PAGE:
Iowa conducts audits after each general election for the race of president or governor. The state commissioner shall determine the number of counties and precincts to be audited and shall select the precincts to be audited by lot. The results of the audit are not binding and shall not change or invalidate certification.
Unless otherwise specified, statutory references are to, Iowa Code Title 2 Chapter 43 Section 50.51.
Voting Systems Used
As of 2020, Iowa primarily uses hand marked paper ballots and optical scanners in polling places statewide, with ballot marking devices for accessibility. For the most up to date information please visit Verified Voting’s Verifier.
For an explanation on the types of voting equipment used, click here.
Iowa audit law indicates that “the absentee ballot and special voters precinct for each county shall be included with all other precincts of the county for selection by lot.” There is no specific mention of provisional ballots.
Iowa’s audit law states that “a representative selected by each of the two political parties whose candidates received the highest number of votes statewide…shall be invited to observe the hand count.” It is implied in Iowa Administrative Code 721.26.106 that the audit is open to the public, as a part of the canvass. However, there is no statutory guidance on observer participation including and up to validating ballot marks.
Audit Counting Method
Audit is conducted manually.
Type Of Audit Units
Iowa uses precincts as audit units. Number of counties and precincts to be audited are determined by the state commissioner and selected by lot.
Contests & Issues Audited
Iowa audit law calls for an audit only of the top race on the ballot, i.e. President or Governor (Iowa elects its Governor in mid-term years).
Statute provides no explicit response to discrepancies found during the audit. However, an administrative recount may be conducted when the commissioner suspects that voting equipment used in the election malfunctioned or that programming errors may have affected the outcome of the election, or if the precinct election officials report counting errors to the commissioner after the conclusion of the canvass of votes in the precinct. See, Iowa Code Title 2 Section 50.50.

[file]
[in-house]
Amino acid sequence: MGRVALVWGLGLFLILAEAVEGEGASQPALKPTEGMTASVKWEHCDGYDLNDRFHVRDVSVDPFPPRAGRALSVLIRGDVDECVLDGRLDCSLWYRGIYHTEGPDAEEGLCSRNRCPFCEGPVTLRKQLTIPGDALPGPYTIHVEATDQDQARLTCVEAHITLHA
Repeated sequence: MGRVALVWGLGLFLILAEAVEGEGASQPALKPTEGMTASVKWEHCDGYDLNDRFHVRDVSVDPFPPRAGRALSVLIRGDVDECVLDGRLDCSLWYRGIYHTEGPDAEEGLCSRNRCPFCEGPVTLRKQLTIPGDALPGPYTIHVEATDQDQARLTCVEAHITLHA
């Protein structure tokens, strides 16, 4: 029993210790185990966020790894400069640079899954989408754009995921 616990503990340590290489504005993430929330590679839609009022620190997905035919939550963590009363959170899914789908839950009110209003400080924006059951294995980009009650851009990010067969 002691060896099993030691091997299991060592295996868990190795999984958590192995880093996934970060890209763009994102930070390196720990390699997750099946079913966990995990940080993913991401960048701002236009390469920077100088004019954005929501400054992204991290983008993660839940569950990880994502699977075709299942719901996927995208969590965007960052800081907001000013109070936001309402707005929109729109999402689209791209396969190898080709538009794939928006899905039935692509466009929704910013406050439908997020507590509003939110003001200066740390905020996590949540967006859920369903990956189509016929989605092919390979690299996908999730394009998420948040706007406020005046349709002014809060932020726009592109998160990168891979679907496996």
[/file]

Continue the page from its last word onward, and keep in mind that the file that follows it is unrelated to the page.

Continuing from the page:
For recount laws, see, Citizens for Election Integrity Minnesota website.
A post-election audit shall be completed not later than 12:00 noon three days after the county canvass of votes. See, Iowa Administrative Code 721-26.202.
Binding On Official Outcomes
Iowa audit law specifically indicates that “results of an audit conducted shall not change the results, or invalidate the certification, of an election.”
Oversight & Conduct
The audit is conducted by the Secretary of State, with the cooperation of county auditors.
The precinct-level election officials seal the ballots in an envelope and deliver them to the state election commissioner (Secretary of State), who must preserve them for six (6) months after the election. Ballots from elections for federal offices shall be preserved for twenty-two (22) months. For all voting equipment, the following security measures are required: serial number, inventory, custody and memory card log. For more information see, Iowa Code § 50.12. and Iowa Admin. Code 721-22.51.
Additional Targeted Samples
The statute does not provide for targeted samples as part of the audit. However, an administrative recount may be conducted when the commissioner suspects that voting equipment used in the election malfunctioned or that programming errors may have affected the outcome of the election, or if the precinct election officials report counting errors to the commissioner after the conclusion of the canvass of votes in the precinct. See, Iowa Code Title 2 Section 50.50.